"I'm not like other girls."
"I don't get along with girls very well. I prefer hanging out with guys; they're less dramatic."
These are probably statements you've heard before, or maybe you've even said them yourself. On the surface they're pretty harmless, right?
Look deeper. When we say we "aren't like other girls" and wear it as some sort of badge of honor, what exactly are we saying about those "other girls?" Demonizing other women doesn't make you any cooler, or smarter, or more fun to be around. It's exactly why phrases like these bother me so much. We can't group all women together into some big hub that all thinks and acts the same way, yet society does just that. We're constantly hearing about how men just can't understand women, as if we all have the same inscrutable thoughts. But what if we decided to scrap that notion altogether, and start viewing women as human beings, each with our own individual thoughts and beliefs?
Growing up, girls are bombarded with the notion of what they should be. Feminine, but still independent. But not too independent- you don't want to be intimidating. It's these contradictions that make it so hard growing up as a girl. You're constantly trying to switch between all of these different extremes, never knowing if you're reaching an acceptable balance.
We're told that if you're one thing, you can't be another, yet you still somehow have to be everything. To be the glowing example of an independent woman, you have to shed your girlishness. I consider myself to be incredibly independent- yet I still love partaking in traditionally feminine activities, and I'm sick of feeling like I have to apologize for that. Femininity and independence should not be mutually exclusive, and they don't have to be.
I don't want to be just one thing. I am a number of things all rolled into one: a sister, a friend, a writer, a sorority woman, a teacher, a reader, a pop culture junkie. And we need to stop assuming that all women are the same, singular type of person. It is not only possible to be a hodgepodge of traits, it is real. It is when we try to put people into boxes of "types" that we ruin the capacity to be well-rounded individuals.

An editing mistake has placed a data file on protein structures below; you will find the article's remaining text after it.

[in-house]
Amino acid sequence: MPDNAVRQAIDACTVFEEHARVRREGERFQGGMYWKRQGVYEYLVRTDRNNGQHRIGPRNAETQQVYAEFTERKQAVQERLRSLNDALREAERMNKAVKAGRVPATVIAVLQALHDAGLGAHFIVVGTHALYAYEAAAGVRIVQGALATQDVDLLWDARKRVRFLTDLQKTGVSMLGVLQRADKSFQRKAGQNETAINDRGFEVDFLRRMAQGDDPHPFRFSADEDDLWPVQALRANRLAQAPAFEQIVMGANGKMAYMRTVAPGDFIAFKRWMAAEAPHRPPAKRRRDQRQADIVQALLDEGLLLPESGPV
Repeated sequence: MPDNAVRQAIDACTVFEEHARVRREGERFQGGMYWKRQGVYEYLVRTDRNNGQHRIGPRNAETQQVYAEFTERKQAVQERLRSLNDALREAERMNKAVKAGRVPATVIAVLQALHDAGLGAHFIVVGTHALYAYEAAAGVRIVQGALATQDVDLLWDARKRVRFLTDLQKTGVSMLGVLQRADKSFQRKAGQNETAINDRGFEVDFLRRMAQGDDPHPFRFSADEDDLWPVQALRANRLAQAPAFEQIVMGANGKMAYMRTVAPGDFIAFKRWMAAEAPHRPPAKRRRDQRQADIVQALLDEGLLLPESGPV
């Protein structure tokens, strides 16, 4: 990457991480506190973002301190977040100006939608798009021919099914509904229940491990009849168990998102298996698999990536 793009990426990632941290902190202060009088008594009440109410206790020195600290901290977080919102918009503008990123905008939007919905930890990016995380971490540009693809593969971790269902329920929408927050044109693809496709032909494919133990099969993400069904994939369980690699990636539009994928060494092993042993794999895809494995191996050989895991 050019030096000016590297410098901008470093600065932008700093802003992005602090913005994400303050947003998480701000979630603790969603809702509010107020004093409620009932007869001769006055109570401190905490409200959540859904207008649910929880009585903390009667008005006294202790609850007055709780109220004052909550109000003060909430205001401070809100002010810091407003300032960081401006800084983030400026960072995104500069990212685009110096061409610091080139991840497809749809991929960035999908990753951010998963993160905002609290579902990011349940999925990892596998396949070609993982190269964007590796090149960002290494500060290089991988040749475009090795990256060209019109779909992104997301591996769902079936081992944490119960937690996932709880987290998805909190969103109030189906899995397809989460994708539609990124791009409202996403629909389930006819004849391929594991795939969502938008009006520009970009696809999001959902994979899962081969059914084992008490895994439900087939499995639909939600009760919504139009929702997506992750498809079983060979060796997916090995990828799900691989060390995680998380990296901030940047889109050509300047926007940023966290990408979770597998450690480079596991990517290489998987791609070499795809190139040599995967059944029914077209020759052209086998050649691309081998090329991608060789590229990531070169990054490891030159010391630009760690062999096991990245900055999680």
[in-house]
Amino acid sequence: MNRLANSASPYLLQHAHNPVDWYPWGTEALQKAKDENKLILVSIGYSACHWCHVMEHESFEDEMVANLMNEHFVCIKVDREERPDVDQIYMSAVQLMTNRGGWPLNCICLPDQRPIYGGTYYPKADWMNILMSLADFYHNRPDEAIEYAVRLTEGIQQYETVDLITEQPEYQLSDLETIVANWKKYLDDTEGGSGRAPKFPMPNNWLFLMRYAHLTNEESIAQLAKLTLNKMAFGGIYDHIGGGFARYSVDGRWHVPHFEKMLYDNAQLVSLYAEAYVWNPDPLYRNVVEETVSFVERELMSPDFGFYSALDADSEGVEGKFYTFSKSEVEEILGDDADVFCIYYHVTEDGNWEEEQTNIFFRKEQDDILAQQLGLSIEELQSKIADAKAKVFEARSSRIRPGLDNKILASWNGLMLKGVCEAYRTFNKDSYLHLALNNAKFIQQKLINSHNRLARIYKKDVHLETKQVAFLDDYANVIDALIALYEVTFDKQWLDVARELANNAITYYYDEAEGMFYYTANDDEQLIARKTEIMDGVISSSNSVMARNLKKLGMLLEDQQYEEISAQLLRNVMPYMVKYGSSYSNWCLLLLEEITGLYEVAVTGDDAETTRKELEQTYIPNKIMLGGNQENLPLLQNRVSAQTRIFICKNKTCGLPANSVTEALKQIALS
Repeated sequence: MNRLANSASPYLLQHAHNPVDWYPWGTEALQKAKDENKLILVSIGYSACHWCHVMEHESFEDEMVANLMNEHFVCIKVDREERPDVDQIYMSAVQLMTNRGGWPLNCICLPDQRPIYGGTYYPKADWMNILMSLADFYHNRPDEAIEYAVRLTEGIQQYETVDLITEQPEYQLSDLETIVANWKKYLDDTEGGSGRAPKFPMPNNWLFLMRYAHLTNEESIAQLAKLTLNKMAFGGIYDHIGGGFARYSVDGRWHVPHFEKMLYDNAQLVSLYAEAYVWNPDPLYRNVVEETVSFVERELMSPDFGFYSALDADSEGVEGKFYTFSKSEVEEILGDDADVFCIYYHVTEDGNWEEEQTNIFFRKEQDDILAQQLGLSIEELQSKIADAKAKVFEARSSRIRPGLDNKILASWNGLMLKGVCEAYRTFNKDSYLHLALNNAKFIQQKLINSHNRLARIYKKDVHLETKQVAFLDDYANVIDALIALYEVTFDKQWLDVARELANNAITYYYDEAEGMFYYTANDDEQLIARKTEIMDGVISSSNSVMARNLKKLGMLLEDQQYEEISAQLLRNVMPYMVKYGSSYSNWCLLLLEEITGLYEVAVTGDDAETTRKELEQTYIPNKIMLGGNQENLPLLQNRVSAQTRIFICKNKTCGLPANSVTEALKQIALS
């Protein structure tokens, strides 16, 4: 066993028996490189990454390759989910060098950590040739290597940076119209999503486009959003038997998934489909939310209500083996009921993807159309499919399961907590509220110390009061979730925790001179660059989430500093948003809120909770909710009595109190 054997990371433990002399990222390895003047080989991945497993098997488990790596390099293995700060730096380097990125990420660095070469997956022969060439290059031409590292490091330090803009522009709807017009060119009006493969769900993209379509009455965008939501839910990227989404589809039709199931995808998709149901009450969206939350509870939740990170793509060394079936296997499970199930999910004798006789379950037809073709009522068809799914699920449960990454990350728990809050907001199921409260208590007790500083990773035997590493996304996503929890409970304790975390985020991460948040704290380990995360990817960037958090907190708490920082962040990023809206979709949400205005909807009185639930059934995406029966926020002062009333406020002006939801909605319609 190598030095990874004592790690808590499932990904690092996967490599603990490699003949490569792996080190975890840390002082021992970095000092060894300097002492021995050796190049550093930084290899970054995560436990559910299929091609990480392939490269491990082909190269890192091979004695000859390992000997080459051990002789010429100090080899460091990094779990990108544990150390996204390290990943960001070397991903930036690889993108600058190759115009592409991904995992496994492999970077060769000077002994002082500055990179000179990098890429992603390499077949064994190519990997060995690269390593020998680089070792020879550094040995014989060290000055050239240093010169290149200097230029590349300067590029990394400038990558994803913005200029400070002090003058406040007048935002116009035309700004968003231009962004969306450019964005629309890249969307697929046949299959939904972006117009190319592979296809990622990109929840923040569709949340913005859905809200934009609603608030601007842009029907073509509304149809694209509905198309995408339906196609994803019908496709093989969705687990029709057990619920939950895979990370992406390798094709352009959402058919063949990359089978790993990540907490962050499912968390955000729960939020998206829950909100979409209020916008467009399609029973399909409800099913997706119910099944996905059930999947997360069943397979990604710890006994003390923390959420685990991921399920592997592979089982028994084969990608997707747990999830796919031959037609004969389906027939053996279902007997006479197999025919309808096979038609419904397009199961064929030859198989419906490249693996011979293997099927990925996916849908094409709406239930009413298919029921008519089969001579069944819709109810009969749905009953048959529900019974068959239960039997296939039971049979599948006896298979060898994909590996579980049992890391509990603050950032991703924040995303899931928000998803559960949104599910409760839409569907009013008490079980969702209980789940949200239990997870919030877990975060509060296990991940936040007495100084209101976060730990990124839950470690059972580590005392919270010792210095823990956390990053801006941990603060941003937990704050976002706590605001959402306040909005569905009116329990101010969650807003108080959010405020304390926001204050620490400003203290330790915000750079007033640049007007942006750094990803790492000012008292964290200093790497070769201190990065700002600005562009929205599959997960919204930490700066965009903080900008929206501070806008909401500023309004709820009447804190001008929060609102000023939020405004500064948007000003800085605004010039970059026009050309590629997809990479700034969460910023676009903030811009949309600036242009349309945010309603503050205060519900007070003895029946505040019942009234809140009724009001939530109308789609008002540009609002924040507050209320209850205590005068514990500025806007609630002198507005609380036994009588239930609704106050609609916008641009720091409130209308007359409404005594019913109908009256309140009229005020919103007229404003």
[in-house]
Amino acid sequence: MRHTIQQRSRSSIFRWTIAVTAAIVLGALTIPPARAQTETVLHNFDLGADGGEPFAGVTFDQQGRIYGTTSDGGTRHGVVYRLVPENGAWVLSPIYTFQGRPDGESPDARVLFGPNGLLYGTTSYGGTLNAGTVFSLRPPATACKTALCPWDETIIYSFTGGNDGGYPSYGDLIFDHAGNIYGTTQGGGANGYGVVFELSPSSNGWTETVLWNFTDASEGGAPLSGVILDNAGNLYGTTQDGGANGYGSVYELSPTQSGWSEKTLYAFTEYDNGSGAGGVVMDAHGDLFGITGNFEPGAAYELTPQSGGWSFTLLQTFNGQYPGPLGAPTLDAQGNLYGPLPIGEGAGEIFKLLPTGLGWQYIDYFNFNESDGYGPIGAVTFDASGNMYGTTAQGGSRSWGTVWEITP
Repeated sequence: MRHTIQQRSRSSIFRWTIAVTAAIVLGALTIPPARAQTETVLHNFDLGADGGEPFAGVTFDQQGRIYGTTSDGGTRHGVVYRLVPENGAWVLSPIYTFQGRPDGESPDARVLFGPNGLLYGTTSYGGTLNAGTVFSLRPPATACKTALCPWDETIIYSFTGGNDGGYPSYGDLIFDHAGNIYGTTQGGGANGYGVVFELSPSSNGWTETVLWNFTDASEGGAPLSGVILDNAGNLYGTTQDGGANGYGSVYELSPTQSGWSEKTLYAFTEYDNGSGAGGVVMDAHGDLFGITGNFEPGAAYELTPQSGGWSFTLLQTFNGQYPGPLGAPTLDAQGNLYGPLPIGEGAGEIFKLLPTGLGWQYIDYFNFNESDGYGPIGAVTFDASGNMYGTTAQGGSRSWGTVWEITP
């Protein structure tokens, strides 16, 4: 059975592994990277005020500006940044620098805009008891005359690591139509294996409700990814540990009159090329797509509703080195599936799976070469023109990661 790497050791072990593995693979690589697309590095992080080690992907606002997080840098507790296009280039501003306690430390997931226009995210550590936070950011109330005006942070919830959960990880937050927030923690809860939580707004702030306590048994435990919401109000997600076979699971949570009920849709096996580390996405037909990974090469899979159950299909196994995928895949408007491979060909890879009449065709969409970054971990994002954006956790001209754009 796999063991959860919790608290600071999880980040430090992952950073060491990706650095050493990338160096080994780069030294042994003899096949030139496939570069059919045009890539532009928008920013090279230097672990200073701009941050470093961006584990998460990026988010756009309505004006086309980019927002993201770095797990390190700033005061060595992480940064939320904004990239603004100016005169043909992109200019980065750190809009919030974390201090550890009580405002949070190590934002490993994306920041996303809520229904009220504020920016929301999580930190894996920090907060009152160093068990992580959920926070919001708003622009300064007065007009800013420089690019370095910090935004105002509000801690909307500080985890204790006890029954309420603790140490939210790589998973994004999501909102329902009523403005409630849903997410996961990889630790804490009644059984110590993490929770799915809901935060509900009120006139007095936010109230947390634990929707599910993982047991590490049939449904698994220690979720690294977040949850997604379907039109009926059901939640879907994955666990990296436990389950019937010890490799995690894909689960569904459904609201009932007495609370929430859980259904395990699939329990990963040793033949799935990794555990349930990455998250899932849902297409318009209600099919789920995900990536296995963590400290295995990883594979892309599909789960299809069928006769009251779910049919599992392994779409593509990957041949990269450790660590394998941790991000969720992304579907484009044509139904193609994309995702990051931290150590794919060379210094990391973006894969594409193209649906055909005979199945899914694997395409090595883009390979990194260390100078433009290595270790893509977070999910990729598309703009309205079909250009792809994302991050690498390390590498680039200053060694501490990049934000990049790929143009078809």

Teaching girls that it's good to not be like "other girls" is harmful: you are teaching them that there is something inherently wrong with who they are. Calling a successful woman a bitch, or a girl you don't like a slut, perpetuates the idea that women can be backed into corners by unjust labels. It's often more comfortable to fit people into these labels than to get to know them and see their value. Women can be friends with whomever they want, participate in any activities they want, have sex with whomever they want, and they still deserve the same basic respect as anyone else. Young girls should be taught that they can be anything they want without fear that someone will attack them for their personal choices.
So I challenge you to drop the phrase "other girls" from your vocabulary. We are all people, and no one fits strictly into the boxes society has made for us. In literature we have stock characters like the dumb jock or the bitchy cheerleader, but the mistake comes when we apply these notions to real human beings. Real people, when viewed with understanding, fall a little bit of everywhere in between.